6. A preparation as claimed in claim 1, which also contains a therapeutic salt of a material selected from the group consisting of streptomycin and dihydrostreptomycin.
7. A preparation for the treatment of mastitis caused by penicillin-sensitive organisms, comprising a suspension of procaine penicillin G in liquid paraffin gelled with aluminium stearate in which the amount of aluminium stearate in the final product is within the range of from one to 8%.
8. A preparation for the treatment of mastitis caused by penicillin-sensitive organisms, comprising a suspension of procaine penicillin G in liquid paraffin gelled with aluminium stearate in which the amount of aluminium stearate in the final product is within the range of from one to 8% and the amount of procaine penicillin G is about 3.5%.
References Cited in the file of this patent UNITED STATES PATENTS 2,163,588 Cornish June 27, 1939 2,327,564 Scherer Aug. 24, 1943 2,364,151 McCarthy Dec. 5, 1944 2,453,259 Perkins Nov. 9, 1948 2,498,374 Martin Feb. 21, 1950 2,507,193 Buckwalter May 9, 1950 2,584,166 Stevenson Feb. 5, 1952 OTHER REFERENCES Johnson: Control of Bovine Mastitis. The No.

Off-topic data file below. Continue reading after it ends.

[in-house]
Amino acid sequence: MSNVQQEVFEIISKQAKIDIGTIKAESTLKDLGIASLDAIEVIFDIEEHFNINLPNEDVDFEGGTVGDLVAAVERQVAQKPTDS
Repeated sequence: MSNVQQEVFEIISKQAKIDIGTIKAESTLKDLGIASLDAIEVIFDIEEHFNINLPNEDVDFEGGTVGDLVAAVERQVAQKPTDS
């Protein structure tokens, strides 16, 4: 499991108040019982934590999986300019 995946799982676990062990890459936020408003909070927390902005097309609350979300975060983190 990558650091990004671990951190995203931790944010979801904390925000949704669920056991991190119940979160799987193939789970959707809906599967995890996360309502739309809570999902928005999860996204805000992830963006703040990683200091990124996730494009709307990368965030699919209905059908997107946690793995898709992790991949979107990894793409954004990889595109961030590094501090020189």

American Veterinarian, December 1944, pp. 724-730.
Little: Eflect of Gramicidin Suspended in Mineral Oil on Streptococci of Bovine Mastitis. Proceedings Soc. Exp. Biol. and Mcd., October 1940, pp. 462, 463.
OSRB Bi-monthly Progress Rept. No. 5, April 1, 1944, Committee on Medical Res., Study of Vehicles and Adjuvants (3 pp.).
Ibid., Rpt. No. 6, June 15, 1944 (2 pp.).
Lourie: Hair Fixatives, Soap Perfumery and Cosmetics, April 1940, pp. 238-242, 244 and 264, esp. at p. 241, 1st paragraph.
Fischer: Unguntum Aluminii Stearatis. Med. 1., August 1942, p. 756.
Sulvetil, With Penicillin, Abbott Drug and Cosmetic In., June 1950, p. 675.
Sulvetil (Veterinary), Unlisted Drugs, July 31, 1950, vol. 2, No. 7, p. 82 (abstract, referring to J. Am. Pharm. Assn., Pract. Pharm. Ed., vol. 11, June 1950, p. 340).